Pride and Prejudice - Themes

This GCSE English Literature quiz will challenge you on themes in Pride and Prejudice by Jane Austen. Any work of literature will contain multiple themes. These themes might range from the subtle to the obvious. Individual themes will not be presented in isolation, but will instead interact with and comment upon other key themes in the text. The essential components of fiction, such as setting, character, plot and dialogue, are the means through which an author develops the themes of the text. Explore the related ideas and concepts in the text, tracing the development of its different themes. Do you notice having developed or changed any opinions over the course of the text? Compare your thoughts at the end of the text with those you held as you began reading. Have your views on any key issues changed? If so, could you explain why?

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See whether you can pinpoint the part in the text where you notice your personal views changing, or otherwise developing. Because you bring your individual thoughts, beliefs and experiences into consideration as you read, your response to the text will be deeply personal.

On the surface, Pride and Prejudice might appear simply to be about love, marriage, and the various obstacles these face in the world. At a push, you might decide that the novel must also be about the vices, the “pride” and “prejudice”, of its title. By looking deeper, you can see that the novel also concerns the relationship between appearance and reality, the role of the individual in society and the family, the difficulty of communication, the value of character and the personal cost of holding principles, amongst other themes. See if you can identify how the text asks you to respond to these themes. Are you meant to change or challenge yourself? If so, how?

While Pride and Prejudice focusses on an incredibly narrow social world, these themes are applicable more broadly. Money, most especially the unequal economic position of women in this society, plays a key role in the meaning of the novel. In order to understand this theme, you will need a good awareness of historical context.

Read the questions below and test your knowledge of the themes of Pride and Prejudice.

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  1. Which of the following does NOT illustrate the difference between outward appearance and inner reality?
    The novel is full of misleading appearances and misjudgements based on incomplete information
  2. "It is a truth universally acknowledged, that a single man in possession of a good fortune, must be in want of a wife." Which of the themes of Pride and Prejudice is prominently highlighted in the novel's first sentence?
    The first sentence elegantly, and humourously, sets out several of the novel's prominent concerns: marriage, especially marriage as financial security, the pursuit of wealth and the consensus of society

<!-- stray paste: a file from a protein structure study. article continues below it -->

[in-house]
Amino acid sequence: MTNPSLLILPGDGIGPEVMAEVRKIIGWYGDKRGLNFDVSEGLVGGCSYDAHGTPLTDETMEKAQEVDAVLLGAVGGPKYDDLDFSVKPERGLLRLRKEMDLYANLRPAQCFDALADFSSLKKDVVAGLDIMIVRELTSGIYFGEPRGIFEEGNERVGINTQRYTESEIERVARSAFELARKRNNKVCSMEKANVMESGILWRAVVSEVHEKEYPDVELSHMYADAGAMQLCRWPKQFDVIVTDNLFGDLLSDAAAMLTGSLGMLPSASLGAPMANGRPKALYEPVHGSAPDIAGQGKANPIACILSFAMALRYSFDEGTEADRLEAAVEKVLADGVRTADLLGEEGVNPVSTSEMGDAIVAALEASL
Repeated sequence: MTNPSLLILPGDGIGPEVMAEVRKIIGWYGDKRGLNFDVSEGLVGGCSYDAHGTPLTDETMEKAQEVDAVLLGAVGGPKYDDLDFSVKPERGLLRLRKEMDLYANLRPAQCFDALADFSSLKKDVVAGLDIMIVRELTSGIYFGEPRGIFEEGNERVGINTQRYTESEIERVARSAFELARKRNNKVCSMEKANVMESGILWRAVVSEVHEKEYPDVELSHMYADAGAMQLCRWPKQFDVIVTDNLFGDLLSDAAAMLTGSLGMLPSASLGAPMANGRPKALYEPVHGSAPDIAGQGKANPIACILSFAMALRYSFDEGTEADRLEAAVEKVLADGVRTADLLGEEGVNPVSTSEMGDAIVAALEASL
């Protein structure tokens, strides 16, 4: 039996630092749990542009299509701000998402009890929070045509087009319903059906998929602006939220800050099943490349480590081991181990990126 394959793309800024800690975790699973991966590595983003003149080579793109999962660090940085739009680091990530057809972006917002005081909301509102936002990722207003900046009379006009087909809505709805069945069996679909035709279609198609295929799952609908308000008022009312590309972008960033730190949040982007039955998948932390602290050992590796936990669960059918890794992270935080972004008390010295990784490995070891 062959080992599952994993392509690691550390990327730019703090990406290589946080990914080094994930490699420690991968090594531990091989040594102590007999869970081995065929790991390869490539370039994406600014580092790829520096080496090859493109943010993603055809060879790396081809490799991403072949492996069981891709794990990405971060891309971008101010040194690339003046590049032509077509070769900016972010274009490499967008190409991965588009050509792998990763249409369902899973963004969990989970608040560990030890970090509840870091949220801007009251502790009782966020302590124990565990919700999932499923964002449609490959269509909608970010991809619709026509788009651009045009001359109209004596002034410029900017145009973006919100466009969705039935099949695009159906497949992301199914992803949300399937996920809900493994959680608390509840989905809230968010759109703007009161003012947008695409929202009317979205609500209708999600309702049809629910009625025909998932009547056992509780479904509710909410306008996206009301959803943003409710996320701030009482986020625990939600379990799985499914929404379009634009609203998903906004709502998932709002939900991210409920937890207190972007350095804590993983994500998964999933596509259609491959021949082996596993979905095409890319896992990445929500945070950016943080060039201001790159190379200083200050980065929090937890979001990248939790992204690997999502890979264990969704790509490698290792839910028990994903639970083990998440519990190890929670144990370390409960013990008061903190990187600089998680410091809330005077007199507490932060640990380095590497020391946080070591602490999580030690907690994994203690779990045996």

3. Which of the following is NOT communicated by letter?
    Many of the most intimate moments in the novel occur in the privacy of communication by letter; this is also the safest way of communicating the most sensitive and potentially embarrassing information
  4. Which of the following is considered a serious impediment to the possibility of marriage between Jane and Mr Bingley?
    Mrs Bennet's behaviour and the family's lack of money compound the fundamental problem presented by differences in class
  5. Of the following characters, who displays little pride?
    Charlotte is eminently sensible and shows little sign of pride. Her humility and practicality see her marry Mr Collins after the briefest acquaintance
  6. Which one of the following does NOT prevent Elizabeth from perceiving Mr Darcy's virtuous character for a while?
    Mr Darcy does not wish to embarrass his sister, which would be the result if he defended himself against the charges of Mr Wickham. The world of Pride and Prejudice is one where ill-advised and impetuous behaviours can have lasting consequences, even if only in society's gossip
  7. The problem of the entailed Longbourn estate is related to which of the following themes?
    The Bennet sisters have very little economic freedom to determine their lives. Interestingly, Mary seemingly continues in her hardly crowd-pleasing ways; Lydia concocts a near-disastrous elopement and Elizabeth puts her own pride and individual happiness before seeking economic security through marriage. Although the lack of economic freedom threatens the sisters, it does not entirely determine their choices
  8. In which of the following is money NOT an issue?
    Money's influence is everywhere in the novel, most insidiously in the flattery and obeisance offered to Lady Catherine. Lydia's stay in Brighton results in her elopement, which once again returns the novel to the issue of money, since her family has no money with which to induce Mr Wickham to marry her
  9. How does Elizabeth Bennet defy societal expectations?
    Although she is assigned a conventional ending with a happy marriage to a wealthy man, Elizabeth is presented as one who refuses to conform to the demands of society in many important ways
  10. Elizabeth worries that her prospects in life, as well as Jane's, will be tainted by the behaviour of their sister Lydia. Mr Bennet tells her that she and Jane may rely on their own good reputations despite the silliness of their sisters. To which of the following themes is this conversation most directly related?
    Jane and Elizabeth are eventually judged upon their own merits, but only after great difficulty. Mr Bennet's optimism does not disguise the haphazard approach he takes to parenting

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